MSG for kids to be limited

The European Food Safety Authority (EFSA) have just reviewed the presently unlimited use of MSG and other glutamates – in flavour enhancers 620-625 - and have recommended that limits be set, particularly for children and adolescents and the foods they are likely to eat.

They estimated that current glutamate exposure largely exceeds, in these population groups, the proposed ADI (Acceptable Daily Intake) at levels associated with some adverse effects in humans.

“After doing the MSG challenge, I developed strong brain fogging within about an hour” - Neil

Taking glutamates seriously, finally?

The Food Intolerance Network has lobbied for over 20 years for glutamates to be taken seriously like this. Currently glutamates can be added “in line with good manufacturing practices”, whatever that might be. Only six forms of glutamate are subject to even this cursory restriction.

EFSA of course put a positive spin on their finding. “Based on the available evidence, we are confident that the newly derived group ADI for glutamic acid and glutamates is protective of consumers’ health, as it is below the doses that have been associated with certain effects in humans, such as headache, raised blood pressure and increased insulin levels.”

However their studies barely considered the effects of glutamates on obesity, on the many symptoms of food intolerance, and said nothing about the severe effects of glutamate boosters (627-635) now in wide use.

Symptoms reported by more than 100 people on petition about MSG

Given that EFSA’s conclusions were based on evidence freely available for many years, one could ask why there has not previously been a numerical safe intake level (ADI) specified for glutamic acid and glutamates in the EU or Australia?

“I kept becoming hugely bloated with griping abdominal pains” – reader, Victoria

Other sources of glutamates in foods

While EFSA’s experts considered other dietary sources of glutamate besides food additives (including natural presence and addition as nutrient), they are not recommending regulating these sources, leaving food manufacturers free to add glutamates in another 129 ways to fool regulators and consumers.

And proposals are already being made right now to allow glutamates to be boosted inside foods using enzymes that are then not shown on the label because they are hidden as “processing aids”. Please jump in and sign a petition just launched to stop a new way of hiding MSG in foods.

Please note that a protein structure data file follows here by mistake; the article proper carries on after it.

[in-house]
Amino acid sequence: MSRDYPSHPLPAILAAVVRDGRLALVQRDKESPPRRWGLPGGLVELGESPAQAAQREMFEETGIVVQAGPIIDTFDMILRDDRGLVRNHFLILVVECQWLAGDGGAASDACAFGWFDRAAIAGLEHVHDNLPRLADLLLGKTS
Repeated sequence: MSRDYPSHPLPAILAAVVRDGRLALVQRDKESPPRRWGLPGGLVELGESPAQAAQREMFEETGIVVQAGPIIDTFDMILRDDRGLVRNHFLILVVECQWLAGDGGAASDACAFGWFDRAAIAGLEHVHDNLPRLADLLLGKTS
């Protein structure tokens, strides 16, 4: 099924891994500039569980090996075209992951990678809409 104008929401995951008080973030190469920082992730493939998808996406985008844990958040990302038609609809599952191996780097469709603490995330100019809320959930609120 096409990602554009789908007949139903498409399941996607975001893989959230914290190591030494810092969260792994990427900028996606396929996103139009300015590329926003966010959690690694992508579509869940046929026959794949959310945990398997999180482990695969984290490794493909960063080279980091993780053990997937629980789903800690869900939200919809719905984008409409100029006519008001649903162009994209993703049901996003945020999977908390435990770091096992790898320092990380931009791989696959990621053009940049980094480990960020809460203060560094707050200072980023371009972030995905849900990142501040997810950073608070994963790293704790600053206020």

“My 8 yo granddaughter was getting headaches three times a week or more. Sometimes they were so bad she had to take time off school and lie down” - Terry

What do we want?

We want the free glutamate level to be shown on labels to stop the shameless gaming of the regulatory system by some of the food industry.

“Within 8 to 12 hours of having MSG our daughter went from no pain to all the symptoms of arthritis, swollen joints, very sore, trouble walking, and lots of pain” - Sandra

“We went out to a Chinese Restaurant…about an hour after I went to bed it began, I think you'd call it tachycardia, a fast (100) and very irregular heartbeat. I got up, sat up for another 2 hours. Blood pressure had risen incredibly, and over the 2 hours settled down but the feeling of panic stayed” - Joy

Read more

EFSA media release: 

EFSA scientific study: Re-evaluation of glutamic acid (E 620), sodium glutamate (E 621), potassium glutamate (E 622), calcium glutamate (E 623), ammonium glutamate (E 624) and magnesium glutamate (E 625) as food additives (July 2017)

In Australia, the food regulator FSANZ is now “reviewing the opinion to determine whether any changes are required to the Food Standards Code”. Food Intolerance Network prediction of the review outcome? “Australian scientists know more than European scientists and change is hard so, as for artificial colours, no changes will be made.”

“MSG has taken over German cuisine in the past 20 years … I’ve virtually stopped going to traditional German restaurants because I’m afraid I’ll wind up like I did after a goose n gravy extravaganza in Leipzig one night, sweating and with my heart racing and unable to sleep.” - American rock-and-roll historian and blogger Ed Ward

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